The researchers, from Virginia Commonwealth University and Luna Innovations Inc., a private, Roanoke, Va., research company, are the first to show that buckyballs are able to block allergic response in human cell culture experiments.

Buckyballs, or fullerenes, are nanoparticles containing 60 carbon atoms. Due to their unique structure, inertness and stability, researchers from a number of scientific fields have been investigating the tiny, hollow carbon cages to serve a variety of functions. In this study, researchers modified the buckyballs so that they were compatible with water. The new study findings were published online in the June 19 issue of the Journal of Immunology and will appear in the July 1 print issue of the journal.

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UW-Madison engineers develop higher-energy liquid-transportation fuel from sugar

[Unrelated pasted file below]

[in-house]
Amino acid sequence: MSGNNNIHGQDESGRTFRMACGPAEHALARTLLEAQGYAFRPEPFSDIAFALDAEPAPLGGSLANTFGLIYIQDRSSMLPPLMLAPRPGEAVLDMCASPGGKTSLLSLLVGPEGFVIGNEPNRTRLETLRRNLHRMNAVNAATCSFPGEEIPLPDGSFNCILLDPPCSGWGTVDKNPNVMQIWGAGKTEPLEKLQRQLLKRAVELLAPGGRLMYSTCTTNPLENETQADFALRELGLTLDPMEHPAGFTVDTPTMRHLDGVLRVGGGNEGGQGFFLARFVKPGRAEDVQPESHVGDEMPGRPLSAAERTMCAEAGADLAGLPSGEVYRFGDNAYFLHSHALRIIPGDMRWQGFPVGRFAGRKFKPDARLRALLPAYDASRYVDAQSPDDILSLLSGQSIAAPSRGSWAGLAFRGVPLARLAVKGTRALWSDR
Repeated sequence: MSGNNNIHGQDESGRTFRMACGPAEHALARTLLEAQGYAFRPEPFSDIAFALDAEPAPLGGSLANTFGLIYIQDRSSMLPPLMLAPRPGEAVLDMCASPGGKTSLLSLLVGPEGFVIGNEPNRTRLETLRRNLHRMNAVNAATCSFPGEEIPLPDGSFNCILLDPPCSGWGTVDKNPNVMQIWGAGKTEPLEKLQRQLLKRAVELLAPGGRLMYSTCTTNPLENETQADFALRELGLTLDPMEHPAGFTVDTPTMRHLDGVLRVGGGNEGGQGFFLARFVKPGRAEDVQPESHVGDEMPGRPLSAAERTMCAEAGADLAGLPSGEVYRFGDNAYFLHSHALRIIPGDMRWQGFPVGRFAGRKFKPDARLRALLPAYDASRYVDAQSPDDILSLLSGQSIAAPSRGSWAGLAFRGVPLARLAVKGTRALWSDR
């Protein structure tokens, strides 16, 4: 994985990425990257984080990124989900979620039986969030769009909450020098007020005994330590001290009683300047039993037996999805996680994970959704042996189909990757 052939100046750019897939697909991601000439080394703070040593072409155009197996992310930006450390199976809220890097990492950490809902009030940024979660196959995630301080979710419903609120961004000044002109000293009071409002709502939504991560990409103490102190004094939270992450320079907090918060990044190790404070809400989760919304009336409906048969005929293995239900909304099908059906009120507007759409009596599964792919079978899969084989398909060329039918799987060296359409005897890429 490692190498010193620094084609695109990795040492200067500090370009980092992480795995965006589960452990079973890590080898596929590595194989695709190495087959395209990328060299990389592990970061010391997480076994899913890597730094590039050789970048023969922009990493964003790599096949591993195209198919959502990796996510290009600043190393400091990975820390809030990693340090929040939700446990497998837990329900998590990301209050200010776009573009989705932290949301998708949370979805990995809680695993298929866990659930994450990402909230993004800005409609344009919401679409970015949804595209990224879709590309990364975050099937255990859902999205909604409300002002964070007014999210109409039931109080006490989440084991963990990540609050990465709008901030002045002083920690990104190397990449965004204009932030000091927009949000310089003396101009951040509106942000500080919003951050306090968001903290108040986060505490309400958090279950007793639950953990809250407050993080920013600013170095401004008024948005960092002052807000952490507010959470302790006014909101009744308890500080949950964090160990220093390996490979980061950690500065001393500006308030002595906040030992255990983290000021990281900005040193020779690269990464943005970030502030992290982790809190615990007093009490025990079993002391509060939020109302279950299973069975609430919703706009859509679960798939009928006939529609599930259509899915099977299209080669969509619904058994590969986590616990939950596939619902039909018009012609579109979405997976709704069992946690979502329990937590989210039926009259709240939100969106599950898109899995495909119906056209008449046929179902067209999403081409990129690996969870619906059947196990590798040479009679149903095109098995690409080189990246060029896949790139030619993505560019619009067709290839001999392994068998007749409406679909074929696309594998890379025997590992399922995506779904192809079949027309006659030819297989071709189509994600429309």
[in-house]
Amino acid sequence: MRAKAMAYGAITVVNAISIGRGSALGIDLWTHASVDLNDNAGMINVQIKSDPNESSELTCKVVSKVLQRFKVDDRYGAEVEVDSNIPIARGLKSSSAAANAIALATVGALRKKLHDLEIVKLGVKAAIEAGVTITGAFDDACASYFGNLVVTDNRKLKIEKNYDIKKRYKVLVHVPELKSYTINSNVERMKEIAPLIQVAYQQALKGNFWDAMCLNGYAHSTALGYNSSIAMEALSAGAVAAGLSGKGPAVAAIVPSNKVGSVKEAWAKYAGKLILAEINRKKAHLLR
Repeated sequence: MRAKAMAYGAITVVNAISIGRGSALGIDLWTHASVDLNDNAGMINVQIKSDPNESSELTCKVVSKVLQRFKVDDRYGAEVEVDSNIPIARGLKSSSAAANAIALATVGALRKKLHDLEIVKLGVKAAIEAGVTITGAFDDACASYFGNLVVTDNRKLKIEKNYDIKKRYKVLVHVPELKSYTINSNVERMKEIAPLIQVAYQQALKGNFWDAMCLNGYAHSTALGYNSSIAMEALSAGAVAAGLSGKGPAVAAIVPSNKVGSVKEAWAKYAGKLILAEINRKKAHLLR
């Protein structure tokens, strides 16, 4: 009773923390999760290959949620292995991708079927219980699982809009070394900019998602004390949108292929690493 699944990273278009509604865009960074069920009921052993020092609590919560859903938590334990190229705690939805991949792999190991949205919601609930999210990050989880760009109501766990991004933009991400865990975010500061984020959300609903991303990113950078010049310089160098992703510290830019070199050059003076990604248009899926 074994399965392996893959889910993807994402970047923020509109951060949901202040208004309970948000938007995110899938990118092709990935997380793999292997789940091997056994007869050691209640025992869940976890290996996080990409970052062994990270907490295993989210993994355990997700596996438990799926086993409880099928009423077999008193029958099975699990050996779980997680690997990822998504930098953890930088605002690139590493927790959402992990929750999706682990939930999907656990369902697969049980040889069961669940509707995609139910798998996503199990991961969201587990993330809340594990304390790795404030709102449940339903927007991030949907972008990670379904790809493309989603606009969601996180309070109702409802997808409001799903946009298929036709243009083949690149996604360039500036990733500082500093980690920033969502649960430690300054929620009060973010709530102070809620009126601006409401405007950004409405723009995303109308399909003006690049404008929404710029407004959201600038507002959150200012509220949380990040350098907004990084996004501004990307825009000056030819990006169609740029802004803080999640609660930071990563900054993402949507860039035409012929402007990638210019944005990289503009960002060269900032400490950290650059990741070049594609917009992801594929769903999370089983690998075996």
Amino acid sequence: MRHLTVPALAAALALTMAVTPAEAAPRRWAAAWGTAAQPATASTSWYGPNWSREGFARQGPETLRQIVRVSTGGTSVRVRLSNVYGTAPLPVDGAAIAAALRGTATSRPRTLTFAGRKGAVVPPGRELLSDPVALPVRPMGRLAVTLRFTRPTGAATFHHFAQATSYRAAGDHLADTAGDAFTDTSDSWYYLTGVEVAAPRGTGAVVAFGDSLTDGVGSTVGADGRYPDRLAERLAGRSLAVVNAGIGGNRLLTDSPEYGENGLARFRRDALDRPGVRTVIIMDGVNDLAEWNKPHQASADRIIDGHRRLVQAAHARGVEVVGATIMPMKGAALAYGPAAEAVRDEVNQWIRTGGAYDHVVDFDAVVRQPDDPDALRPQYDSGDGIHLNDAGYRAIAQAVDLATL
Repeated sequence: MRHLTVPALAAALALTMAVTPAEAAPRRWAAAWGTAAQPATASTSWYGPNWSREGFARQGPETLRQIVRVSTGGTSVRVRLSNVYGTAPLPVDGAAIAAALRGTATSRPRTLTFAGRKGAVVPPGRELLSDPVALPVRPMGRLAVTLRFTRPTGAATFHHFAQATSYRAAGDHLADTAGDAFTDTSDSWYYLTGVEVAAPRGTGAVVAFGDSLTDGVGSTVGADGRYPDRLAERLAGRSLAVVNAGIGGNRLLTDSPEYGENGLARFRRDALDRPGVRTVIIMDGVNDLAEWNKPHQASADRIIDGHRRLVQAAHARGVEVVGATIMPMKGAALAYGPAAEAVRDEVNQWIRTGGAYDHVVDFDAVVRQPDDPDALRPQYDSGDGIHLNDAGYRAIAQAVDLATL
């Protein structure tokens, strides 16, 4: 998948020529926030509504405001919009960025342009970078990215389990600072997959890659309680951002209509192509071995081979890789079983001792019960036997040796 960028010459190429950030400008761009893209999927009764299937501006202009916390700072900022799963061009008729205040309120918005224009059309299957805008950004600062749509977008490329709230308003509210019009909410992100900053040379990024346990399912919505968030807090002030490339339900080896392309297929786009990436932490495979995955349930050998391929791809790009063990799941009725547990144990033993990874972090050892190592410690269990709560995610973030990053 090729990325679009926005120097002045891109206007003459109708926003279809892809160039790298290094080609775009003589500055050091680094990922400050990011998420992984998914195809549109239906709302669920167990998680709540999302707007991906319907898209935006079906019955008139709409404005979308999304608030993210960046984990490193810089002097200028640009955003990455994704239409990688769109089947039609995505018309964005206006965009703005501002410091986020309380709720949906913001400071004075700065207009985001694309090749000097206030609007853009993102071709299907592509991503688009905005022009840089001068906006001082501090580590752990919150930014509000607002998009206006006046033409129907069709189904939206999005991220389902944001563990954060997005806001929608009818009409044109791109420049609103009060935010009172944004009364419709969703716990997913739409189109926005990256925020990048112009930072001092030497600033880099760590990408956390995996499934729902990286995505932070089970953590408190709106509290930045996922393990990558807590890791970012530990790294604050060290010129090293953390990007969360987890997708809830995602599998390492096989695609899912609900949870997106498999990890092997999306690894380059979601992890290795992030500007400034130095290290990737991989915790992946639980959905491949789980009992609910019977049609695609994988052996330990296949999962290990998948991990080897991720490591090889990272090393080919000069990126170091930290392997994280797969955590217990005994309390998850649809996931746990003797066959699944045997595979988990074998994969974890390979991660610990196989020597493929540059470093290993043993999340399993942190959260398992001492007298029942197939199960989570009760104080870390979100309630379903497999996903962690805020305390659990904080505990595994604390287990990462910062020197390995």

MADISON -- Plants absorb carbon dioxide from the air and combine it with water molecules and sunshine to make carbohydrate or sugar. Variations on this process provide fuel for all of life on Earth.

Reporting in the June 21 issue of the journal Nature, University of Wisconsin-Madison chemical and biological engineering Professor James Dumesic and his research team describe a two-stage process for turning biomass-derived sugar into 2,5-dimethylfuran (DMF), a liquid transportation fuel with 40 percent greater energy density than ethanol.

The prospects of diminishing oil reserves and the threat of global warming caused by releasing otherwise trapped carbon into the atmosphere have researchers searching for a sustainable, carbon-neutral fuel to reduce global reliance on fossil fuels. By chemically engineering sugar through a series of steps involving acid and copper catalysts, salt and butanol as a solvent, UW-Madison researchers created a path to just such a fuel.

Currently, ethanol is the only renewable liquid fuel produced on a large scale," says Dumesic. "But ethanol suffers from several limitations. It has relatively low energy density, evaporates readily, and can become contaminated by absorption of water from the atmosphere. It also requires an energy-intensive distillation process to separate the fuel from water."